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What is an Amphetamine?

Sara Schmidt
By
Updated May 17, 2024
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When people are faced with a psychological disorder, a psychostimulant drug may be prescribed. Amphetamine, a prescription medication used to treat disorders such as Attention-Deficit Hyperactivity Disorder, or ADHD, is a type of psychostimulant. Its intended use is to stimulate the central nervous system and help a patient stay alert and attentive.

Psychostimulants can be prescribed to treat adult disorders, but they are commonly used to treat children with attention problems. Amphetamines may also be used to treat narcolepsy and other disorders. Amphetamines work by increasing wakefulness and focus while simultaneously reducing fatigue and the appetite. One of the most common amphetamines prescribed to children is known as adderall.

Instructions for use of psychostimulants should be followed very closely. Patients should take amphetamine drugs specifically as directed by their physicians. These medications should not be chewed or crushed, but swallowed whole with a full glass of water. Amphetamines should not be taken during the evening, as they may cause insomnia.

These stimulants can also suppress the appetite. The drug can increase heart rate and blood pressure as well. Other side effects include blurred vision, restlessness, panic, nausea, irregular heartbeat, diarrhea, dry mouth, impotence, vomiting, seizures, hallucinations, tremors, insomnia, aggression, and dizziness. If any of these side effects are experienced, a doctor should be consulted.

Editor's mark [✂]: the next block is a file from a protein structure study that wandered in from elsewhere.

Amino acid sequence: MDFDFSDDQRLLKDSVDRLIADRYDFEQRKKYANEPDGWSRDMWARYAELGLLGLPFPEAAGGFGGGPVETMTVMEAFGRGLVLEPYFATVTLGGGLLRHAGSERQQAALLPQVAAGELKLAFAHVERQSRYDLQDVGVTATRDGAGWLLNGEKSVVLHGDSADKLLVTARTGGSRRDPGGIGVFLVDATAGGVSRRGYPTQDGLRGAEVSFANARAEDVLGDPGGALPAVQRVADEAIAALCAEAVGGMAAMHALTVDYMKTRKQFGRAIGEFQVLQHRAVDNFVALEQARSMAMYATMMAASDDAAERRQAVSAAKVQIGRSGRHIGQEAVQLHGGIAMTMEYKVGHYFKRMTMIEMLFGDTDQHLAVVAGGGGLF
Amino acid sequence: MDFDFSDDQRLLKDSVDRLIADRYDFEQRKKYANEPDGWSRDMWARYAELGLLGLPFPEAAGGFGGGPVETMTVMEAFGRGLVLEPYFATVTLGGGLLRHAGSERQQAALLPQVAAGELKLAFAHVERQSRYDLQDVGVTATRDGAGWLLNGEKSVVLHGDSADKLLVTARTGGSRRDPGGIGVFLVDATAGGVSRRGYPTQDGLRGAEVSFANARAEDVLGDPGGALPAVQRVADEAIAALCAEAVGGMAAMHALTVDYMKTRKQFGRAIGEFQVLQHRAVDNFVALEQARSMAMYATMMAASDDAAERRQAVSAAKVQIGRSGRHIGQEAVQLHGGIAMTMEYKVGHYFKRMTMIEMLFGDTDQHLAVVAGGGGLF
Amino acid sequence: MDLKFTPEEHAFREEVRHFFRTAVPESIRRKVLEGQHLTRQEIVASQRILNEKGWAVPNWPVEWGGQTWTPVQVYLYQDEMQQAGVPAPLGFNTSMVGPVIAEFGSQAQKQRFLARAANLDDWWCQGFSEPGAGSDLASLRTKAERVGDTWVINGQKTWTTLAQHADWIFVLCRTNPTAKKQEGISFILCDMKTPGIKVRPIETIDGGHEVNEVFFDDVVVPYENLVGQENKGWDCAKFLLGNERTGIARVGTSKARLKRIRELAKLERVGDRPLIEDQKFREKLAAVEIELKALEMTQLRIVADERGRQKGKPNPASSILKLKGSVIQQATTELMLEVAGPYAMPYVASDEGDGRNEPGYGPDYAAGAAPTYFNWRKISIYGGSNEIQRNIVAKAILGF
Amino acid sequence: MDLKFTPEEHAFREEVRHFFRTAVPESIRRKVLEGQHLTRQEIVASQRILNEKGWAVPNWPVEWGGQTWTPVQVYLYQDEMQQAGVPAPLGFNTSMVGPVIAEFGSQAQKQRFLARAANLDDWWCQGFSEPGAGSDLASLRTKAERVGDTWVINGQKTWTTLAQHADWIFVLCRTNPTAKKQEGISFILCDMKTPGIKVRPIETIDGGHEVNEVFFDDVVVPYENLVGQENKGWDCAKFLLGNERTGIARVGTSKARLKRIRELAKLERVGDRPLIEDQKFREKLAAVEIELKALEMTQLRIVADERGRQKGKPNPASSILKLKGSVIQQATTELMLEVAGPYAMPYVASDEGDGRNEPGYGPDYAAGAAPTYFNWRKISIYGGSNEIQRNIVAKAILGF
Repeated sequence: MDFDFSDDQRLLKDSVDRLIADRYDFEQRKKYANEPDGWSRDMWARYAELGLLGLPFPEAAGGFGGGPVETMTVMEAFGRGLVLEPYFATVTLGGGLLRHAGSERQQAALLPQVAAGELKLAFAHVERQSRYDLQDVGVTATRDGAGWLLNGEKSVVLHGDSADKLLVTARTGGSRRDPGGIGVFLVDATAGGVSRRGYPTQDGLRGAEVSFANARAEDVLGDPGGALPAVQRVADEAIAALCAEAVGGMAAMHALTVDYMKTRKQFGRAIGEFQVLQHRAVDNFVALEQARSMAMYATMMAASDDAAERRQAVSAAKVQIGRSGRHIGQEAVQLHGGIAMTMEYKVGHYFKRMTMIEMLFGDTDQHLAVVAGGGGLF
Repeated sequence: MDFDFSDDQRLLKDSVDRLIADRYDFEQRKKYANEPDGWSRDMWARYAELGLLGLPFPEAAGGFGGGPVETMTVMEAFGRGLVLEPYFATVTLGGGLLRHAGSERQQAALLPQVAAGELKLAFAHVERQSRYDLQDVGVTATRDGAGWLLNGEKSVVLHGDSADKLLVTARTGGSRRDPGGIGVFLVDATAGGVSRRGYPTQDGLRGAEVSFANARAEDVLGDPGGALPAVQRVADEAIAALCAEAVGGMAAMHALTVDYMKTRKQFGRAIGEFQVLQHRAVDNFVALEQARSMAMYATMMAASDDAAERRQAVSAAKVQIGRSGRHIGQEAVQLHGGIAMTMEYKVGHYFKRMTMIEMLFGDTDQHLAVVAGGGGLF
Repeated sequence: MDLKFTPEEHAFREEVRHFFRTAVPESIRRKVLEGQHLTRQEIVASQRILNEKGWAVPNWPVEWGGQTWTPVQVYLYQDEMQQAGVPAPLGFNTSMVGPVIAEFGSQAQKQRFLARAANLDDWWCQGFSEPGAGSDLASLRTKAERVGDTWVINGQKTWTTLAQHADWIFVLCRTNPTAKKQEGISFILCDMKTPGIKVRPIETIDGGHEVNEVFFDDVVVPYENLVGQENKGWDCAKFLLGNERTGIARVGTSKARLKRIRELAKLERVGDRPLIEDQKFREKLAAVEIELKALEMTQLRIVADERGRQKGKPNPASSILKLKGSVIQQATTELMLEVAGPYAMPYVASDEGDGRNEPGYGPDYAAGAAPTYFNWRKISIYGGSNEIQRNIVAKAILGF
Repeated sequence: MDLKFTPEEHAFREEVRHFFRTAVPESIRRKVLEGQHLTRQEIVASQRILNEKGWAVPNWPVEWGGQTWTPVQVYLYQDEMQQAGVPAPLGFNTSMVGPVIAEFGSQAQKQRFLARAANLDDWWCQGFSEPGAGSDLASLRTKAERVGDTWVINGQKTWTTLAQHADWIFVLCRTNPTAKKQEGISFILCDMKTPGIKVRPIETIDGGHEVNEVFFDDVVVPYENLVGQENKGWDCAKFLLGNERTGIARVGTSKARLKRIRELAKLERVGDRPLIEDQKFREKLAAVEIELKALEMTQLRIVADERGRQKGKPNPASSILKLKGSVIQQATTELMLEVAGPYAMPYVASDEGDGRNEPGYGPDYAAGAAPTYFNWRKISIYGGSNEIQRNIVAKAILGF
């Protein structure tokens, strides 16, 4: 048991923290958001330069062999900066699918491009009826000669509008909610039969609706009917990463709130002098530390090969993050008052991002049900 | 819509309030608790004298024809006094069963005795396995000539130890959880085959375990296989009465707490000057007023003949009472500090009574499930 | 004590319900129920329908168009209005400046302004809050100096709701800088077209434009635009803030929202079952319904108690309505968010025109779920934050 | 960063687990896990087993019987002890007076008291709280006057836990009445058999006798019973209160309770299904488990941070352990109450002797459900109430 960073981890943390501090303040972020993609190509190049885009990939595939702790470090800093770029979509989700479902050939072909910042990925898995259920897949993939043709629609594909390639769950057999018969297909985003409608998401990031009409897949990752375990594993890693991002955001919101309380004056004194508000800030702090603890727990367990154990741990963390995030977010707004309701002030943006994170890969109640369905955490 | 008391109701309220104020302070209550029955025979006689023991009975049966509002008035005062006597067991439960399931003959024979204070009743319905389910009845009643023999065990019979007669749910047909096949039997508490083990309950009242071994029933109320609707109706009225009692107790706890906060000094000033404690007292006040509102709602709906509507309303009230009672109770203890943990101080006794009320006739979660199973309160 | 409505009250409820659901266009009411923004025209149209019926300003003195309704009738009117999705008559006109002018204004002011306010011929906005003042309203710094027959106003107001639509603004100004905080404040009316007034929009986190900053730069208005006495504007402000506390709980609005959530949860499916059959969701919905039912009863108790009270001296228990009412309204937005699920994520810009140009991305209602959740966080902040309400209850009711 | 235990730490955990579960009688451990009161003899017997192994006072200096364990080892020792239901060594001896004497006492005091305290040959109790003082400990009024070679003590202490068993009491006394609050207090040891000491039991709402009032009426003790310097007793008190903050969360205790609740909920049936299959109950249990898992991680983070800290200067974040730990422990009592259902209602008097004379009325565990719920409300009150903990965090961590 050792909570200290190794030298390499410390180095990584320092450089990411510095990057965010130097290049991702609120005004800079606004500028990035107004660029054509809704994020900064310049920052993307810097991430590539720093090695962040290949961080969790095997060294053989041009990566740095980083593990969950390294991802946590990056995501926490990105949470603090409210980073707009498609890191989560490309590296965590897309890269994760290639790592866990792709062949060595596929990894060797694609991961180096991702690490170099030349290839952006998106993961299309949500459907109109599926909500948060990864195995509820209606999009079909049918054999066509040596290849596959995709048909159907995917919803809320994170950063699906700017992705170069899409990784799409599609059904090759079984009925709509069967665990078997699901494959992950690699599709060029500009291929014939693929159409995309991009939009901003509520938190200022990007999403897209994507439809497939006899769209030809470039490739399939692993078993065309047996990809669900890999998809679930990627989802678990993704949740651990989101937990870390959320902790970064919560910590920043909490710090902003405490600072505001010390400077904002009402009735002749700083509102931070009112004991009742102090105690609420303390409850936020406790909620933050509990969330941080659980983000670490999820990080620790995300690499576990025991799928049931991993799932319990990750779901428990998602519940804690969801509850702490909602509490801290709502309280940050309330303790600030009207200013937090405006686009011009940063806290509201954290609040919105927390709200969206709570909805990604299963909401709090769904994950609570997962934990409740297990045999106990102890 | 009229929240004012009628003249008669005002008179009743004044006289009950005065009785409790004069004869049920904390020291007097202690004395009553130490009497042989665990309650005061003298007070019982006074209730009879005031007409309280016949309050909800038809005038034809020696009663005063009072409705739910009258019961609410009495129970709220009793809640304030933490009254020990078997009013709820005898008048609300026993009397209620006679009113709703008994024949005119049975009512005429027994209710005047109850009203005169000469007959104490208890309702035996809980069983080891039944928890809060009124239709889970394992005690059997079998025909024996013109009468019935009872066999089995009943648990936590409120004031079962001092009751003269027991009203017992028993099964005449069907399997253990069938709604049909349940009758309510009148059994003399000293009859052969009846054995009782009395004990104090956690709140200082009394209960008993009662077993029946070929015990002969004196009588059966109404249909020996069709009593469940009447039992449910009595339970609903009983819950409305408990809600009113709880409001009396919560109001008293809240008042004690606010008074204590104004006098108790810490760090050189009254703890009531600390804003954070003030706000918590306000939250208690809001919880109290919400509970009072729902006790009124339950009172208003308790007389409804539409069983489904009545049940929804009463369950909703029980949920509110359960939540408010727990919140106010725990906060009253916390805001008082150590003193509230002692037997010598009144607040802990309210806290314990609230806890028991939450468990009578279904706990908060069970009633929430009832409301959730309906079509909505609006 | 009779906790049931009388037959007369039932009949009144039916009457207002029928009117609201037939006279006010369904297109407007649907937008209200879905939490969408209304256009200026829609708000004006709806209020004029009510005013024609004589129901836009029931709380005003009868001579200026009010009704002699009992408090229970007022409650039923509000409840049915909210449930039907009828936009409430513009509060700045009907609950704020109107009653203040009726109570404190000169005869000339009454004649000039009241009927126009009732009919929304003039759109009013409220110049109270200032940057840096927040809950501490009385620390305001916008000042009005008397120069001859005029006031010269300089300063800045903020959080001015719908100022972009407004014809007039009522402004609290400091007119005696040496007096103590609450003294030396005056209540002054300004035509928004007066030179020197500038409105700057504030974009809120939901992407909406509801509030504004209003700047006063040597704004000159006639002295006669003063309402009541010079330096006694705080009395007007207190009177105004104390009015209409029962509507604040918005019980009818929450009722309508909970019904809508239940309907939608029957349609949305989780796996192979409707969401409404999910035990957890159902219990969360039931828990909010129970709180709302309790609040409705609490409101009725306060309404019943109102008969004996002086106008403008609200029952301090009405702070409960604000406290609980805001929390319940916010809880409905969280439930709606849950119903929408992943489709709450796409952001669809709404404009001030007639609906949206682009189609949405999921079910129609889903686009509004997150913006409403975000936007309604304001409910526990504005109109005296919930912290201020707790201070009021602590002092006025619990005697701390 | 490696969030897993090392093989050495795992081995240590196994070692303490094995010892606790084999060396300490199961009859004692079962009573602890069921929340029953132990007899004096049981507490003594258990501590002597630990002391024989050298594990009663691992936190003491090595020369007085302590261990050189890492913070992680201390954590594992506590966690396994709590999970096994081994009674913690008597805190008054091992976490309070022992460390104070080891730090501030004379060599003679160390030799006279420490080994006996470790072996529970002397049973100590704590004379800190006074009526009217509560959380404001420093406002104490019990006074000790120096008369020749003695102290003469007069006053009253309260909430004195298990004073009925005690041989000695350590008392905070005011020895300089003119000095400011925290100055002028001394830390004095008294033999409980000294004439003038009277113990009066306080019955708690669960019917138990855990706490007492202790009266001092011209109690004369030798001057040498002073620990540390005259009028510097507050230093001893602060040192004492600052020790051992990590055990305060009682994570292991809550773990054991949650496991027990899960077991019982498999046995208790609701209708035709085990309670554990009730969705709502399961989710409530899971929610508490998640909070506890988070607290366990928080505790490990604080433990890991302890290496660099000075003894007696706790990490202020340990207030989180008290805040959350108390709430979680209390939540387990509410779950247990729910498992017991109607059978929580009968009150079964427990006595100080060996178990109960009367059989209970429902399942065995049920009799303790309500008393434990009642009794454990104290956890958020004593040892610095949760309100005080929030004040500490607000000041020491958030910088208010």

The drug class is also habit forming, as patients may become both psychologically and physically dependent on the medicine. Sudden cessation of taking amphetamine can result in withdrawal. A doctor's help with gradual wean should be requested if the patient wishes to stop taking the medication. Methamphetamine, a potent drug that increases dopamine in the brain, is an example of a highly addictive amphetamine.

People taking amphetamines should avoid operating heavy machinery, driving, or performing potentially hazardous tasks. Patients taking this medication may not be aware of being overly tired. Patients with arteriosclerosis, heart disease, glaucoma, hyperthyroidism, high blood pressure, or a history of alcohol or drug abuse should refrain from taking amphetamines.

Many people with certain disorders may be able to still use amphetamines with a doctor's approval. People should tell their doctors if they have a history or current condition including anxiety disorders, motor or phonic tics, epilepsy or other seizure disorders, Tourette's syndrome, or diabetes. Some of these conditions may simply require special monitoring during treatment.

Effects of amphetamine during pregnancy and breast feeding remain unknown. The drug may cause harm to an unborn baby. Patients who are pregnant, who could become pregnant, or who are breast feeding during treatment should inform their doctors immediately.

WiseGeek is dedicated to providing accurate and trustworthy information. We carefully select reputable sources and employ a rigorous fact-checking process to maintain the highest standards. To learn more about our commitment to accuracy, read our editorial process.
Sara Schmidt
By Sara Schmidt